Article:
SIU spokesperson Kaizer Kgonyaga wrote that Ramatsekisa’s pension funds would “remain interdicted pending finalisation of an application to be brought against him by the SIU”.

“The SIU’s investigation into the affairs of the NLC found that Ramatsekisa was a key player and a willing facilitator of an elaborate scheme to defraud the Commission through proactive funding”, he said.

“The SIU intends to institute civil proceedings against Mr Ramatsekisa to recover damages suffered by NLC because of his conduct.”

Ramatsekisa’s NLC charge sheets, largely based on the SIU findings, allege fraud and corruption involving several grants to non-profit organisations. But the order freezing his pension was only based on a R4-million grant to a dormant non-profit shelf company.

Ramatsekisa failed to respond to questions sent to his WhatsApp number. A man who answered a phone number listed on Facebook for his leisure resort, The Rams Palace Resort, said he would ask Ramatsekisa to call back. He never did.

Marubini Ramatsekisa, lottery

Marubini Ramatsekisa. (Extracted from an NLC video (fair use))

Serious charges

The charge sheets against Ramatsekisa set out how the NLC commissioned a forensic investigation into proactive funding, the mechanism at the heart of Lottery looting, in February 2020. The report, which was never acted on (as was the case with several other reports commissioned by the NLC), was conducted by SkX Protiviti.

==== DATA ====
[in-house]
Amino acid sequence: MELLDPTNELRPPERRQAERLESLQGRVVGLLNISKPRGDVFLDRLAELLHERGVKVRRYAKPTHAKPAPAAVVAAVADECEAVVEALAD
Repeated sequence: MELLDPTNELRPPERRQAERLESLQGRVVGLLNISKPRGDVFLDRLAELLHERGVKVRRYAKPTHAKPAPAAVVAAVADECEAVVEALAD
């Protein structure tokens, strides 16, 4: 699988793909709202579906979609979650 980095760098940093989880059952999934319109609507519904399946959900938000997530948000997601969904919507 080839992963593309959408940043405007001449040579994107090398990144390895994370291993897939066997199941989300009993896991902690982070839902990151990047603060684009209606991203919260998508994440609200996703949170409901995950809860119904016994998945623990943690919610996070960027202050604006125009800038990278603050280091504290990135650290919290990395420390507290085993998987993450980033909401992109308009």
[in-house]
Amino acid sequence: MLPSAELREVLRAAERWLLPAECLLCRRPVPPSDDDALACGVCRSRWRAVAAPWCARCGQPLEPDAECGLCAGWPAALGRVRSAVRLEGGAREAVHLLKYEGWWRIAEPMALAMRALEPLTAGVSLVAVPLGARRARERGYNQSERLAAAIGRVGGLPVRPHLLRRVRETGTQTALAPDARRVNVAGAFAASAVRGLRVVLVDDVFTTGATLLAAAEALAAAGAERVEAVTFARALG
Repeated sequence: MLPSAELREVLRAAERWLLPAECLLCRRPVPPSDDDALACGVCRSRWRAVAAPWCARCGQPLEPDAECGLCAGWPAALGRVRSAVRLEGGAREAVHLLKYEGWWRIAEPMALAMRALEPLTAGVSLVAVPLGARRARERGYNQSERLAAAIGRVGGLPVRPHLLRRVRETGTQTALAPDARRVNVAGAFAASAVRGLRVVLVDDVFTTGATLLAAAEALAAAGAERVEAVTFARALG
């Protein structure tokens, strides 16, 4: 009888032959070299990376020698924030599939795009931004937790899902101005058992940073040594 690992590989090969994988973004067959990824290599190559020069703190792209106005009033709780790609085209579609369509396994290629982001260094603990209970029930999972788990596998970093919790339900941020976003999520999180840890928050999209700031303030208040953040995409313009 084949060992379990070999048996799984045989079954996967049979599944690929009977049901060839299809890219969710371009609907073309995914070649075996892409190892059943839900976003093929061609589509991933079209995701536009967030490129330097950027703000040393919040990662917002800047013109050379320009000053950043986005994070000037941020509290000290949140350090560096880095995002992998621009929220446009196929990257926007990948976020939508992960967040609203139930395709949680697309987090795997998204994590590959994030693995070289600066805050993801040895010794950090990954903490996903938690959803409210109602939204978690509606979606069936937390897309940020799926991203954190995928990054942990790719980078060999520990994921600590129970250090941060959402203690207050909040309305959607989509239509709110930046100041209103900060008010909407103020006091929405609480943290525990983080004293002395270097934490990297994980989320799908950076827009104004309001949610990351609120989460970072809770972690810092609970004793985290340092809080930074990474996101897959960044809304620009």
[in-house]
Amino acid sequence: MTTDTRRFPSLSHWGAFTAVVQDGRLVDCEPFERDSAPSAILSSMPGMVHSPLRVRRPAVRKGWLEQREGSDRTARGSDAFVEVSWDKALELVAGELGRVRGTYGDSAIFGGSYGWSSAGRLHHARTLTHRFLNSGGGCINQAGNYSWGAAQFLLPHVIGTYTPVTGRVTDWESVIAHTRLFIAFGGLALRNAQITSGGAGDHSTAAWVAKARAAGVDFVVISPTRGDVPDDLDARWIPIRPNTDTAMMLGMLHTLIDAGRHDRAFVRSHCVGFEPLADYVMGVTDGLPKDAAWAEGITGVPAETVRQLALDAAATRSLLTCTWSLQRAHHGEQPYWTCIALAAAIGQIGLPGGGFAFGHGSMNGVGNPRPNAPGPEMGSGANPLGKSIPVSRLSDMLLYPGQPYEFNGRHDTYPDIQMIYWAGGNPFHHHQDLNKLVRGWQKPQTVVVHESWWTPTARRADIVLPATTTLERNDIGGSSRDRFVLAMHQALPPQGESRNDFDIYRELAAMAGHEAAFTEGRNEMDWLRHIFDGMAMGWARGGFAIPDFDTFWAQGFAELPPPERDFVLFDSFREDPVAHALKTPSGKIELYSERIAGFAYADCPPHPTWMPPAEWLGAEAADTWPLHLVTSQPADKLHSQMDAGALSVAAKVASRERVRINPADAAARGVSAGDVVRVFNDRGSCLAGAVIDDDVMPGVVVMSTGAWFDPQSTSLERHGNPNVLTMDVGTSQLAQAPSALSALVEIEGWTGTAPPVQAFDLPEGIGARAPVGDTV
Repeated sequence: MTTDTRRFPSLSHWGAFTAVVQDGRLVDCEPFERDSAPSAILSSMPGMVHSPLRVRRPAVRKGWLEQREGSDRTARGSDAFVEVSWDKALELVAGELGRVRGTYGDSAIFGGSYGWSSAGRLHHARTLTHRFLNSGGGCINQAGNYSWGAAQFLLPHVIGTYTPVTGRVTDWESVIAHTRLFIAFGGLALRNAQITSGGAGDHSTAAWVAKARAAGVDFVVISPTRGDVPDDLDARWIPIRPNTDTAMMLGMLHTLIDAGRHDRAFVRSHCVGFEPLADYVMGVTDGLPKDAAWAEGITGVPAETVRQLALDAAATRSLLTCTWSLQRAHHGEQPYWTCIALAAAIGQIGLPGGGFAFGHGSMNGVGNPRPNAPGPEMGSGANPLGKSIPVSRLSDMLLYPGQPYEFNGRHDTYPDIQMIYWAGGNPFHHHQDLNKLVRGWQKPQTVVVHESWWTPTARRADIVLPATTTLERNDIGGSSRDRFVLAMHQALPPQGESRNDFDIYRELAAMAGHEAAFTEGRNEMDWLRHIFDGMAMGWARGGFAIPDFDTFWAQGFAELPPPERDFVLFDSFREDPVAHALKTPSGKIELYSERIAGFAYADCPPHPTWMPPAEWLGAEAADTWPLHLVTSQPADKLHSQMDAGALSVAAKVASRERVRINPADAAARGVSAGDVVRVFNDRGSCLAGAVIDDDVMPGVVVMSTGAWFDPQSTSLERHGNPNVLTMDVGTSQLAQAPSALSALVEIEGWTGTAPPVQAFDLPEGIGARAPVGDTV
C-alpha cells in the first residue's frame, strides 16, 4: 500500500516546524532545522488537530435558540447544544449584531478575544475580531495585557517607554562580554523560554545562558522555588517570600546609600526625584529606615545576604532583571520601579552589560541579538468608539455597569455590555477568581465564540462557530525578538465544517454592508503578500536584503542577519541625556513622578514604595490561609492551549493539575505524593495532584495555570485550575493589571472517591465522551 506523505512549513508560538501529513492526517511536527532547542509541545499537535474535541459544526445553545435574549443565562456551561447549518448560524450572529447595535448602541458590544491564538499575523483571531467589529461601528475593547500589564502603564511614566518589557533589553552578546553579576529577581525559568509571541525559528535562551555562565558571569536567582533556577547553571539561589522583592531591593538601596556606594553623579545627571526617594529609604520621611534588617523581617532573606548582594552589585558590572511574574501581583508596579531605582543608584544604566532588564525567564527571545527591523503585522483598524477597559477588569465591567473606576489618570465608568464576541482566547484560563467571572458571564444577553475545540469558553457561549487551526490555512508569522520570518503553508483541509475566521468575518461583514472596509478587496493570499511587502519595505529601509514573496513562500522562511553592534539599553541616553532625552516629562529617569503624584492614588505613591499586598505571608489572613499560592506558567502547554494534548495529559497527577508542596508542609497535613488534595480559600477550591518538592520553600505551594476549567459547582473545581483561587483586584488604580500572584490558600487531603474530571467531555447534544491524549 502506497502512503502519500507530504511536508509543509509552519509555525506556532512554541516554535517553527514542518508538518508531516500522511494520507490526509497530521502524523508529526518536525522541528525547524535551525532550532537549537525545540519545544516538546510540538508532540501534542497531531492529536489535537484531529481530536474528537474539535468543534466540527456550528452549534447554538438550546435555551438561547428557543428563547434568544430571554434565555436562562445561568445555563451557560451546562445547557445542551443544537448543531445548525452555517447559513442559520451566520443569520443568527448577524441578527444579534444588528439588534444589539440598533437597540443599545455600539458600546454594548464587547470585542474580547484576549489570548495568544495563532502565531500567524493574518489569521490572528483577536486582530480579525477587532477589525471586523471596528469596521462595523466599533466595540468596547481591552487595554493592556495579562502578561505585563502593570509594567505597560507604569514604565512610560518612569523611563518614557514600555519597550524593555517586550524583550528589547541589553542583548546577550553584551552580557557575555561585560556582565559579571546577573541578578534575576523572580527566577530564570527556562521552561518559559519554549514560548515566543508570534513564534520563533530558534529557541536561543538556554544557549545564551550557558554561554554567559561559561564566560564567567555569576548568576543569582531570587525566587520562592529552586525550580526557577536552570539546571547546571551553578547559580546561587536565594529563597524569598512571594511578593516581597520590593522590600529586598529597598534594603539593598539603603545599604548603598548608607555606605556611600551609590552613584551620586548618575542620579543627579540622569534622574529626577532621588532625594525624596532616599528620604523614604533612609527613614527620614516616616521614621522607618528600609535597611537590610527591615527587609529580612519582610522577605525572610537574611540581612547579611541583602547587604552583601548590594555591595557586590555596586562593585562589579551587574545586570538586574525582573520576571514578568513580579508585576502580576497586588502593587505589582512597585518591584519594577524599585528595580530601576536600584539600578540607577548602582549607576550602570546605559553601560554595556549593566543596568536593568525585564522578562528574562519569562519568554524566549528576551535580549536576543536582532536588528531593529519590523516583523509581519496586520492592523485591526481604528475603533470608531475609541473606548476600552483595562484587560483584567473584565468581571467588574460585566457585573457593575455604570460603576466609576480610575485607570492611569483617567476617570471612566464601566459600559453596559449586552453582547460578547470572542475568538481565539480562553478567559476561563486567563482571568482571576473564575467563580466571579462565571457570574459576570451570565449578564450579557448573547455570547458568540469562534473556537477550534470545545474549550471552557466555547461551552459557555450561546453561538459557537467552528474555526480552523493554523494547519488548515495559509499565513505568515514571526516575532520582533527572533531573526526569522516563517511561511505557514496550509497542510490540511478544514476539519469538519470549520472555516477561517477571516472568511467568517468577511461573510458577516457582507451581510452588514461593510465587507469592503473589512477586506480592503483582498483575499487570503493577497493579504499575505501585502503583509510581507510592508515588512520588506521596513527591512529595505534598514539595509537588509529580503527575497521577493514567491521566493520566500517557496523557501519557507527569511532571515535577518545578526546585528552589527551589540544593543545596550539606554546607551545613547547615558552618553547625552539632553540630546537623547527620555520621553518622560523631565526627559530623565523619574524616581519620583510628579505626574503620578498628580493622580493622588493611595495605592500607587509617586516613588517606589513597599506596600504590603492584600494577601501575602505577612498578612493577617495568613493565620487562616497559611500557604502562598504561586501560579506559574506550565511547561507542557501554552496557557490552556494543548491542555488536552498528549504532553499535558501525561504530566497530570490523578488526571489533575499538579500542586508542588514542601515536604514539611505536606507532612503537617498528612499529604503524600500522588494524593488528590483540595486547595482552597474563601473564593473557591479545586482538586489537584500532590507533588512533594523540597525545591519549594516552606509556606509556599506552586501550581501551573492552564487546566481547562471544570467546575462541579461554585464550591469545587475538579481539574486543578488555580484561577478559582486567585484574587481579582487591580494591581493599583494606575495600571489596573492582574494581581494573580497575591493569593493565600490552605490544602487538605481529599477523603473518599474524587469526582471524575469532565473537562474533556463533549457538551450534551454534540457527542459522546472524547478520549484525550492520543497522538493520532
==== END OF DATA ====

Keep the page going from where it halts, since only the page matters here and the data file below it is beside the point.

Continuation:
“The SkX Report makes adverse findings against you, relating to your involvement in the management of the proactive funding model”, the first charge sheet reads. “In addition, the NLC has independently identified instances at which you breached the provisions of NLC policies and procedures, as well as your duties and functions as Enterprise Risk Management Specialist and Grant Funding Projects Manager.”

Charges against Ramatsekisa included his:

  • failure to develop and implement standard operating procedures for proactively funded projects, and “dishonesty” regarding this failure;
  • management of proactive projects for the construction of ablution facilities at rural schools in Eastern Cape and Limpopo;
  • management of a proactively funded project to build an old age home in Kuruman (never completed);
  • management of a proactively funded project to build an old age home in the village of Marapyane, Mpumalanga (still incomplete);
  • management of a proactively funded soccer tournament for older women in Ba-Phalaborwa, Limpopo, involving a non-profit of which former NLC Chief Operating Office Phillemon Letwaba’s wife was a director;